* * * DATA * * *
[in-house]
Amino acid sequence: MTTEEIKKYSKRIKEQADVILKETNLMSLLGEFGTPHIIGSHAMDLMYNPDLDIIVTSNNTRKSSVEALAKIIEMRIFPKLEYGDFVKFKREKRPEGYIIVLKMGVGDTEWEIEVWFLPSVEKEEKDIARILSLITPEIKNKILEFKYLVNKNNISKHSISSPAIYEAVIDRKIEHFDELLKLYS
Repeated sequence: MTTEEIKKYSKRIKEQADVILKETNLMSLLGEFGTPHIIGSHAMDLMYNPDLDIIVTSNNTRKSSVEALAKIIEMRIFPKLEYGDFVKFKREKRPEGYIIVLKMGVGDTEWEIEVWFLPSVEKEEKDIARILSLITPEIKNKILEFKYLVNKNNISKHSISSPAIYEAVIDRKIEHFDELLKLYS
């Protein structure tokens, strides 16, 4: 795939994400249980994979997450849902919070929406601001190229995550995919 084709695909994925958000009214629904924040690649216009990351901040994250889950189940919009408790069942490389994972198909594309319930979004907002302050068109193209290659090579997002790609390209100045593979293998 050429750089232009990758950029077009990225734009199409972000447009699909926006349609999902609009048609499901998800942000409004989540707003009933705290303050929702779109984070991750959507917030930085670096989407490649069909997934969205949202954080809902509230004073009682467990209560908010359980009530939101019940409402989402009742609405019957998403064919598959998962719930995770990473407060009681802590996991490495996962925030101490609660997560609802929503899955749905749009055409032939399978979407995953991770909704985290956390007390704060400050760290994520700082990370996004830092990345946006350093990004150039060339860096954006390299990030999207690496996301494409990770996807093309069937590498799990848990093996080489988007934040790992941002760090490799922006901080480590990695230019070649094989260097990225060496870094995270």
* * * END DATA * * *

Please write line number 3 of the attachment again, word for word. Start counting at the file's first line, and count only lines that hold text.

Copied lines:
Repeated sequence: MTTEEIKKYSKRIKEQADVILKETNLMSLLGEFGTPHIIGSHAMDLMYNPDLDIIVTSNNTRKSSVEALAKIIEMRIFPKLEYGDFVKFKREKRPEGYIIVLKMGVGDTEWEIEVWFLPSVEKEEKDIARILSLITPEIKNKILEFKYLVNKNNISKHSISSPAIYEAVIDRKIEHFDELLKLYS